4 out of 4 stars
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Timewise is one heck of a book if you are a science buff. I couldn't get enough. The author, Robert Leet, takes the opportunity to explore the element of time and space, using theories across disciplines like mathematics and physics. The discussion on using past occurrences of impact and the time of said impact to determine future trends intrigued me. By the time we got round to replicating this into predicting future stock trends, I was a goner.
The protagonist in the story is a young man, Ron Larson, with a very limited plan for his future. He grew up being transferred from foster home to foster home. From this, he learned not to put too much stock in anything. His most elaborate plan for his future was learning how to play chess, and later on poker, so well that he would earn from it in Las Vegas. This plan changed gradually after Professor Regina Russo took an interest in him. She offered to pay him to attend school. She saw his potential and encouraged him to go to college. Larson worked hard to join the classes she taught and to earn as much as possible from her. Eventually, he took an interest in mathematics and the physics theories she loved to discuss with him whenever they met.
I loved every aspect of the book. It was like reading a physics textbook but on a lighter note. The story of Ron Larson's development from a guy who desired nothing big from life to the person who worked on predicting the future through science would encourage many who feel aimless. All he required was a little provocation, and he pushed his set boundaries to their limits. I found this a lesson that would benefit many. That we are the only impediment to our success.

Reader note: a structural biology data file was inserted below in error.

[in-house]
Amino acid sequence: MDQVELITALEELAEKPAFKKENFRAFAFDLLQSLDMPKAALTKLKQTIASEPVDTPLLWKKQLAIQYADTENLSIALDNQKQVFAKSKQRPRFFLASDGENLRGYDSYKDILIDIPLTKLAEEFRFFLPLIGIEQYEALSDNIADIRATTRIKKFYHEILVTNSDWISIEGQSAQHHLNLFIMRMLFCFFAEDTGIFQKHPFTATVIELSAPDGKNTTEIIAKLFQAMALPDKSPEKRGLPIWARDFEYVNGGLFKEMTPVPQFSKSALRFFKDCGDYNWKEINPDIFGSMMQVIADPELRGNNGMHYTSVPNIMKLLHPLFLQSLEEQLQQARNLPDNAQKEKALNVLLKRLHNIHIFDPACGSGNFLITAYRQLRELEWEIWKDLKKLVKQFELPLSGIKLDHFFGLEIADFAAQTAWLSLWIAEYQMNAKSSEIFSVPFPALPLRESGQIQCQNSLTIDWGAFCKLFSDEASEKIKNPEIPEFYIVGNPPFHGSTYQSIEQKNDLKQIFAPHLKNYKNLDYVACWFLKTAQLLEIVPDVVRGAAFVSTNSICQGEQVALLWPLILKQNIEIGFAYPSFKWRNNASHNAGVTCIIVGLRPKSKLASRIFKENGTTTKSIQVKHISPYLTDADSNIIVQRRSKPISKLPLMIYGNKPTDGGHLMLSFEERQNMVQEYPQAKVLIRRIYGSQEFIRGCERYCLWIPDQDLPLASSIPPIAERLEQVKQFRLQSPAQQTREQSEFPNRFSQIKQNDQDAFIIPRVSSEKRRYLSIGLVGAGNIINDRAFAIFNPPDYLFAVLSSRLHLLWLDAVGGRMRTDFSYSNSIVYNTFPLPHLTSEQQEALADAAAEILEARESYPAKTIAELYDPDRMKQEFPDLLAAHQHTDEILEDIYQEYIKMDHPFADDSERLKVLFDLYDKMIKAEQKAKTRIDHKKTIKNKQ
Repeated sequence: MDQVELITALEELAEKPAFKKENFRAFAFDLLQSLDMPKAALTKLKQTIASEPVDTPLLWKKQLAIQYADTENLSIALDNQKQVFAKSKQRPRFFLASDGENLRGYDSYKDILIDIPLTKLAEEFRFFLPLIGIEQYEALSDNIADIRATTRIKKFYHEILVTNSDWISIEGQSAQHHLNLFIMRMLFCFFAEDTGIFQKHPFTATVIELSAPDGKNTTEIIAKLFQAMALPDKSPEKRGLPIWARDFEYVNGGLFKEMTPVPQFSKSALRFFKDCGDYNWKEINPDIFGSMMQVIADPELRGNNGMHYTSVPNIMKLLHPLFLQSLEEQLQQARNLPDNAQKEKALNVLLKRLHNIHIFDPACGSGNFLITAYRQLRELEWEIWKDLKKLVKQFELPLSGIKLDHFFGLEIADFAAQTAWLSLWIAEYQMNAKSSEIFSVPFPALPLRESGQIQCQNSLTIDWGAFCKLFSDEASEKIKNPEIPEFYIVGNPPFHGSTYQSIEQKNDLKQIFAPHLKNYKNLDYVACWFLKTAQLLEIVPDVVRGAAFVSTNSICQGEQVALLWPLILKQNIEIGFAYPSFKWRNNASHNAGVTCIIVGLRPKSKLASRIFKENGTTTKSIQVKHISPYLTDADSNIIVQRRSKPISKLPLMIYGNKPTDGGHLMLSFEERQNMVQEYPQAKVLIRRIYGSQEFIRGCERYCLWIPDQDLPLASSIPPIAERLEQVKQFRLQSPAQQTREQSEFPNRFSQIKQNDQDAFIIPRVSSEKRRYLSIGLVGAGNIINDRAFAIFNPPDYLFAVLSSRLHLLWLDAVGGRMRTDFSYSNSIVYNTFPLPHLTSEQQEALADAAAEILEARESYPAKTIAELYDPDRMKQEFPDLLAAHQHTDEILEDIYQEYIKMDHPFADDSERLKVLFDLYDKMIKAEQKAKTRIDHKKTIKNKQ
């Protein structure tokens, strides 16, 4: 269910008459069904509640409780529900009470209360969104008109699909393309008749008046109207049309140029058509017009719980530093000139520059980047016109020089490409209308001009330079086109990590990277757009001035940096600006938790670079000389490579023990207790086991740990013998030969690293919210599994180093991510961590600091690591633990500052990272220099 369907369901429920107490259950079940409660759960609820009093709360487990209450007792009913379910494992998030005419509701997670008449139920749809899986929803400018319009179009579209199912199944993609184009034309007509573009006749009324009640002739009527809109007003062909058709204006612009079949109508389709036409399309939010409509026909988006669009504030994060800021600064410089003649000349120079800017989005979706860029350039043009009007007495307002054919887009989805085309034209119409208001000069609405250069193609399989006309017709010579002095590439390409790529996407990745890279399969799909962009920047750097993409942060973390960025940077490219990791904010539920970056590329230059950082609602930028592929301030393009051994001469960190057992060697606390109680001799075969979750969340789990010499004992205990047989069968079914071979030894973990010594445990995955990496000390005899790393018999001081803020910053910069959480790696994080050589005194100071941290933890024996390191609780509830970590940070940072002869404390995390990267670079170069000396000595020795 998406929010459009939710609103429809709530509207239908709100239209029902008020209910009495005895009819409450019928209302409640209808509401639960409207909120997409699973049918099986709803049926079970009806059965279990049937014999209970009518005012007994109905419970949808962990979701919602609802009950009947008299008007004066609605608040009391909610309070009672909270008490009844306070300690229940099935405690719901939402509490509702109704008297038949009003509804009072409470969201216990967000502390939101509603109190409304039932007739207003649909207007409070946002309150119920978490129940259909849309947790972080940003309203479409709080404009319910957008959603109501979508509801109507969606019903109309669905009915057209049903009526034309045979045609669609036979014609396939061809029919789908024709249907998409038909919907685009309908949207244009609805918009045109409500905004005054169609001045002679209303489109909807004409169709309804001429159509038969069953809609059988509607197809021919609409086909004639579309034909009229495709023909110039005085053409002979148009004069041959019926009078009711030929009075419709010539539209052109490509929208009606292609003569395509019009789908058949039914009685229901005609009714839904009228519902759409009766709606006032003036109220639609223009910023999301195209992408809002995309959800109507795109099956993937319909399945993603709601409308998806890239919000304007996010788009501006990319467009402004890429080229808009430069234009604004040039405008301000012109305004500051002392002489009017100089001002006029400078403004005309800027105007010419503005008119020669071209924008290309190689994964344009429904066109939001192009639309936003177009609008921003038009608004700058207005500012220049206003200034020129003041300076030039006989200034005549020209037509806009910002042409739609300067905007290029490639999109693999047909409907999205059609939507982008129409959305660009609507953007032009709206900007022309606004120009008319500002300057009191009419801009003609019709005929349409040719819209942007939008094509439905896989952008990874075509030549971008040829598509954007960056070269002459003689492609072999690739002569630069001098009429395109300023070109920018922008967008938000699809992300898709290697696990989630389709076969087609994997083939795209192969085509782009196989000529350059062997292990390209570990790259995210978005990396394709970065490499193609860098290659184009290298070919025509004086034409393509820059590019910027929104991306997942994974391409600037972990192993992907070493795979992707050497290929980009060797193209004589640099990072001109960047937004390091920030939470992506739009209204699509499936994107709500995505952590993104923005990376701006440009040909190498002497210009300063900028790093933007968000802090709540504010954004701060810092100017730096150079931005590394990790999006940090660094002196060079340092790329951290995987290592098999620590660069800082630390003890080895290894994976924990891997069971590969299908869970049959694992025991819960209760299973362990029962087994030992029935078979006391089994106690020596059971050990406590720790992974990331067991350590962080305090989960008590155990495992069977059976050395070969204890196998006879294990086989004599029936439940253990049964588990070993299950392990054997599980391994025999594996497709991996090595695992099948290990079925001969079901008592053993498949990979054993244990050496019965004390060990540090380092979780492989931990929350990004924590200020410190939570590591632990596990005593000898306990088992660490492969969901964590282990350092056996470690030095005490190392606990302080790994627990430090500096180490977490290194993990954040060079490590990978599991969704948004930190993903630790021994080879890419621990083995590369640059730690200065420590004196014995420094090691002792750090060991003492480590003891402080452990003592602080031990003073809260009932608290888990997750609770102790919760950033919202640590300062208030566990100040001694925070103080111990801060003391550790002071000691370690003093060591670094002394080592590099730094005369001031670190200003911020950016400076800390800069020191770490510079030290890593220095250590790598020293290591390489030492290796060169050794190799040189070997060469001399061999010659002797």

The ending was unexpected but not disappointing. I had made assumptions about Professor Russo's involvement in Ron Larson's life, which turned out to be off.
What I enjoyed most was the author's phrasing of sentences. He spun them into a profound revelation, although they explained a simple phenomenon. For instance, he wrote, "if a subject couldn’t be explained clearly to a layman, it wasn’t meaningfully understood by the expert either". There were many such instances of deep musings, especially from introspective moments from Larson since the story was told from his point of view.
I give the book 4 out of 4 stars. It surpassed all my imaginations. I found only four grammatical errors, so I think it was professionally edited. I recommend it to lovers of quantum physics and analytical mathematics.
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